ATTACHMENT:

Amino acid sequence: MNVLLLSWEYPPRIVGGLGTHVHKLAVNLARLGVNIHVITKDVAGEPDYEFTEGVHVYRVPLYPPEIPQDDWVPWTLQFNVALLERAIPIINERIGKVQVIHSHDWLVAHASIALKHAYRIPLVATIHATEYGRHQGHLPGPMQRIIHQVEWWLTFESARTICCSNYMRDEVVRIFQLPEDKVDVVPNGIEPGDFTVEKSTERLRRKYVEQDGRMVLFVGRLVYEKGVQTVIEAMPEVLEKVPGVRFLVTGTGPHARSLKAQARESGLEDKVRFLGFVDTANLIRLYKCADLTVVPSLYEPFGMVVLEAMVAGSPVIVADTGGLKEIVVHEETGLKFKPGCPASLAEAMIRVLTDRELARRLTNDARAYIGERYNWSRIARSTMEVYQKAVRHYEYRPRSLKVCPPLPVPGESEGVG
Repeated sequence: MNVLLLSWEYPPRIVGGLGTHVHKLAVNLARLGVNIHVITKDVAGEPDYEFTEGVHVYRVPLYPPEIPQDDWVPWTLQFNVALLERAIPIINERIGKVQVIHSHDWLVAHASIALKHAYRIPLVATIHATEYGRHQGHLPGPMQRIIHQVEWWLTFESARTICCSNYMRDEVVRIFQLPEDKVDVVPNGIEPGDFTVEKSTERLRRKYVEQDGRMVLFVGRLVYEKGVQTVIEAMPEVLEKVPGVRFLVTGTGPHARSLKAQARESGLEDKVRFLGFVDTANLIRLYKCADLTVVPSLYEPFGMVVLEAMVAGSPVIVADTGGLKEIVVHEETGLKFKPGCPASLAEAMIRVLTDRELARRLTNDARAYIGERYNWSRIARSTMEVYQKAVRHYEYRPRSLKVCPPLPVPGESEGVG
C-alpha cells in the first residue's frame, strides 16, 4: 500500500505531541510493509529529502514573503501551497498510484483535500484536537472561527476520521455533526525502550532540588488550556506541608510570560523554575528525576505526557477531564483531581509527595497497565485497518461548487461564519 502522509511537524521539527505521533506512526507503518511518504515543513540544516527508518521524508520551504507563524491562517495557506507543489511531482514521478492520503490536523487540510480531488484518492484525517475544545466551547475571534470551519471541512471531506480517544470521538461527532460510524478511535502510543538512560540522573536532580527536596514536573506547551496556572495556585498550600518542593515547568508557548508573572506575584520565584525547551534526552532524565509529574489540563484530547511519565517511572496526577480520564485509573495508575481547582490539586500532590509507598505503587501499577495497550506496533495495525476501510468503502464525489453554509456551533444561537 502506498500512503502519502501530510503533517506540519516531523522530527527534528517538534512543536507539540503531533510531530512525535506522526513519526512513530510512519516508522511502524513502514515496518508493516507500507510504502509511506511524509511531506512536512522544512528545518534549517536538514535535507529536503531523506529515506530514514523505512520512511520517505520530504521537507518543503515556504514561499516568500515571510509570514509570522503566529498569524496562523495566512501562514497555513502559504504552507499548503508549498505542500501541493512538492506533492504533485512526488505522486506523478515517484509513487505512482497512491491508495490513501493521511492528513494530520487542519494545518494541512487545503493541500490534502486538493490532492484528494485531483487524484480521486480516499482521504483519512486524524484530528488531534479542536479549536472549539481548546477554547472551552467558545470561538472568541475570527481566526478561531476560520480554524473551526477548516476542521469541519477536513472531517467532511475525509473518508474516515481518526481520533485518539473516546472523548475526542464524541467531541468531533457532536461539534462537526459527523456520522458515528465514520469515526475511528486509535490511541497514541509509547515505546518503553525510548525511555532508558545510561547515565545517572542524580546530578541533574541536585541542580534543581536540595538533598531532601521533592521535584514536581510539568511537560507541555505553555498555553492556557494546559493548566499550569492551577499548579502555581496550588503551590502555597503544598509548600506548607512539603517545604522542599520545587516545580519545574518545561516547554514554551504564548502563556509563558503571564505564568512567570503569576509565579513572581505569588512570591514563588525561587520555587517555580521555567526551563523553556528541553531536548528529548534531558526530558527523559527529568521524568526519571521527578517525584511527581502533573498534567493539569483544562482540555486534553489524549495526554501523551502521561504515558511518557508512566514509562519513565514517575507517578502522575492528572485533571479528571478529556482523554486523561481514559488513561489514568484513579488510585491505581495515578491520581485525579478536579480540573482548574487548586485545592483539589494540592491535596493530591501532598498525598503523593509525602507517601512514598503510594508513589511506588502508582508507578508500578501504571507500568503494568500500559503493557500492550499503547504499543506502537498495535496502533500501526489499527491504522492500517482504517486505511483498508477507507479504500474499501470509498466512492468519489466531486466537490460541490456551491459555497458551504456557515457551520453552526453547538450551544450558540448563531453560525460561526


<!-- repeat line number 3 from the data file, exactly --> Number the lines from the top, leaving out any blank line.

C-alpha cells in the first residue's frame, strides 16, 4: 500500500505531541510493509529529502514573503501551497498510484483535500484536537472561527476520521455533526525502550532540588488550556506541608510570560523554575528525576505526557477531564483531581509527595497497565485497518461548487461564519 502522509511537524521539527505521533506512526507503518511518504515543513540544516527508518521524508520551504507563524491562517495557506507543489511531482514521478492520503490536523487540510480531488484518492484525517475544545466551547475571534470551519471541512471531506480517544470521538461527532460510524478511535502510543538512560540522573536532580527536596514536573506547551496556572495556585498550600518542593515547568508557548508573572506575584520565584525547551534526552532524565509529574489540563484530547511519565517511572496526577480520564485509573495508575481547582490539586500532590509507598505503587501499577495497550506496533495495525476501510468503502464525489453554509456551533444561537 502506498500512503502519502501530510503533517506540519516531523522530527527534528517538534512543536507539540503531533510531530512525535506522526513519526512513530510512519516508522511502524513502514515496518508493516507500507510504502509511506511524509511531506512536512522544512528545518534549517536538514535535507529536503531523506529515506530514514523505512520512511520517505520530504521537507518543503515556504514561499516568500515571510509570514509570522503566529498569524496562523495566512501562514497555513502559504504552507499548503508549498505542500501541493512538492506533492504533485512526488505522486506523478515517484509513487505512482497512491491508495490513501493521511492528513494530520487542519494545518494541512487545503493541500490534502486538493490532492484528494485531483487524484480521486480516499482521504483519512486524524484530528488531534479542536479549536472549539481548546477554547472551552467558545470561538472568541475570527481566526478561531476560520480554524473551526477548516476542521469541519477536513472531517467532511475525509473518508474516515481518526481520533485518539473516546472523548475526542464524541467531541468531533457532536461539534462537526459527523456520522458515528465514520469515526475511528486509535490511541497514541509509547515505546518503553525510548525511555532508558545510561547515565545517572542524580546530578541533574541536585541542580534543581536540595538533598531532601521533592521535584514536581510539568511537560507541555505553555498555553492556557494546559493548566499550569492551577499548579502555581496550588503551590502555597503544598509548600506548607512539603517545604522542599520545587516545580519545574518545561516547554514554551504564548502563556509563558503571564505564568512567570503569576509565579513572581505569588512570591514563588525561587520555587517555580521555567526551563523553556528541553531536548528529548534531558526530558527523559527529568521524568526519571521527578517525584511527581502533573498534567493539569483544562482540555486534553489524549495526554501523551502521561504515558511518557508512566514509562519513565514517575507517578502522575492528572485533571479528571478529556482523554486523561481514559488513561489514568484513579488510585491505581495515578491520581485525579478536579480540573482548574487548586485545592483539589494540592491535596493530591501532598498525598503523593509525602507517601512514598503510594508513589511506588502508582508507578508500578501504571507500568503494568500500559503493557500492550499503547504499543506502537498495535496502533500501526489499527491504522492500517482504517486505511483498508477507507479504500474499501470509498466512492468519489466531486466537490460541490456551491459555497458551504456557515457551520453552526453547538450551544450558540448563531453560525460561526